At its core, capitalism was defined by Marx as a social relation of production. He meant that profits are not the result of good accounting or the inventive ideas of the superrich, but are instead the outcome of an exploitative relationship between two classes of people: bosses and workers. In our society, employers and workers meet each other on a very unequal playing field, in which one owns the means to produce value (land, factories, tools and machinery, technology, etc.), and the other has no choice but to sell their labor in order to live.

No matter how “essential” mainstream pundits have suddenly discovered workers to be, the bosses maintain the power to make every critical (and sometimes life-or-death) decision at workplaces; and at the end of the day, take home the profits. Capitalism is therefore a system in which production and exchange are determined by these positions of exploitation.

This social order of haves and have-nots is neither natural nor timeless. In fact, the precondition for the early development of capitalism was the violent expropriation of the masses of people from their land in order to create the conditions in which capitalism could develop and flourish. “The expropriation,” wrote Marx, “of the agricultural producer, of the peasant, from the soil is the basis of the whole process.”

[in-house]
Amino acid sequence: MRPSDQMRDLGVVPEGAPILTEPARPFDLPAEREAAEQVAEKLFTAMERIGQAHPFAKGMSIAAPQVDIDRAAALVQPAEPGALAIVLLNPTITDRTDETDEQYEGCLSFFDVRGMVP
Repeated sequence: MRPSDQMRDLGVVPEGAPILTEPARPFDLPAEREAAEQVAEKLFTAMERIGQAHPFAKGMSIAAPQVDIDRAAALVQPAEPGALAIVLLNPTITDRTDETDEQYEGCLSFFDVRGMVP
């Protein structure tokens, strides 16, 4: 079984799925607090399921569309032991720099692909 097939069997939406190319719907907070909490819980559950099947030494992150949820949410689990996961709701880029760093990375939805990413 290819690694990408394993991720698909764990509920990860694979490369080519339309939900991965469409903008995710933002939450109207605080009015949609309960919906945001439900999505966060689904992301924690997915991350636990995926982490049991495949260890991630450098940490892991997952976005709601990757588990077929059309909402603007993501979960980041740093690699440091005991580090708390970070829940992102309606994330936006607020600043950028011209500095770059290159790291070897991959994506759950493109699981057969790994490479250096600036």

Marx vividly described the cruel history in which displaced peasants-turned-workers were subjected to a new hell on earth in the “dark satanic mills” of early capitalism, as the poet William Blake called them. The new working class was disciplined to this social order via legislation against vagabondage, joblessness and begging, punishable by beatings, imprisonments, branding and mutilation. The new capitalist class, meanwhile, amassed the wealth necessary to dominate workers by engaging in wholesale conquest, slavery and plunder. As Marx described:

“The discovery of gold and silver in America, the extirpation, enslavement and entombment in mines of the indigenous population of that continent, the beginning of the conquest and plunder of India, the conversion of Africa into a preserve for the commercial hunting of blackskins, are all things which characterize the rosy dawn of capitalist production. These idyllic proceedings are the chief momenta of primitive accumulation.”